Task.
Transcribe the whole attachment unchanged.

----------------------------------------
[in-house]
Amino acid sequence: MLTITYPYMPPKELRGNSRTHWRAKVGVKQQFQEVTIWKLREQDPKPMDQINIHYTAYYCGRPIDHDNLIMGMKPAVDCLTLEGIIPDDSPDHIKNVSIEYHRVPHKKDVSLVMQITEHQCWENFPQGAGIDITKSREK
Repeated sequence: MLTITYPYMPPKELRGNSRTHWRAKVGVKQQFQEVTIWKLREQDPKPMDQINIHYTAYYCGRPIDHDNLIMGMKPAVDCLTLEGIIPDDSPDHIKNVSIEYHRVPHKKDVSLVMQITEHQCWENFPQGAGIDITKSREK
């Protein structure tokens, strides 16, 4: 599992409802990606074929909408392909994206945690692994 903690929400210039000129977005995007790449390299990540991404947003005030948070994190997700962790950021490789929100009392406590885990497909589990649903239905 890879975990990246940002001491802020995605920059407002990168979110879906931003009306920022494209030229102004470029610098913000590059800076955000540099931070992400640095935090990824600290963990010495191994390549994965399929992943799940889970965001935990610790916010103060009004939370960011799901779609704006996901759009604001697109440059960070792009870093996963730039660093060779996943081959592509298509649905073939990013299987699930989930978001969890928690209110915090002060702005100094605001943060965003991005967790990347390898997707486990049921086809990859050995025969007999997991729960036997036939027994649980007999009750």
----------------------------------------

[in-house]
Amino acid sequence: MLTITYPYMPPKELRGNSRTHWRAKVGVKQQFQEVTIWKLREQDPKPMDQINIHYTAYYCGRPIDHDNLIMGMKPAVDCLTLEGIIPDDSPDHIKNVSIEYHRVPHKKDVSLVMQITEHQCWENFPQGAGIDITKSREK
Repeated sequence: MLTITYPYMPPKELRGNSRTHWRAKVGVKQQFQEVTIWKLREQDPKPMDQINIHYTAYYCGRPIDHDNLIMGMKPAVDCLTLEGIIPDDSPDHIKNVSIEYHRVPHKKDVSLVMQITEHQCWENFPQGAGIDITKSREK
């Protein structure tokens, strides 16, 4: 599992409802990606074929909408392909994206945690692994 903690929400210039000129977005995007790449390299990540991404947003005030948070994190997700962790950021490789929100009392406590885990497909589990649903239905 890879975990990246940002001491802020995605920059407002990168979110879906931003009306920022494209030229102004470029610098913000590059800076955000540099931070992400640095935090990824600290963990010495191994390549994965399929992943799940889970965001935990610790916010103060009004939370960011799901779609704006996901759009604001697109440059960070792009870093996963730039660093060779996943081959592509298509649905073939990013299987699930989930978001969890928690209110915090002060702005100094605001943060965003991005967790990347390898997707486990049921086809990859050995025969007999997991729960036997036939027994649980007999009750």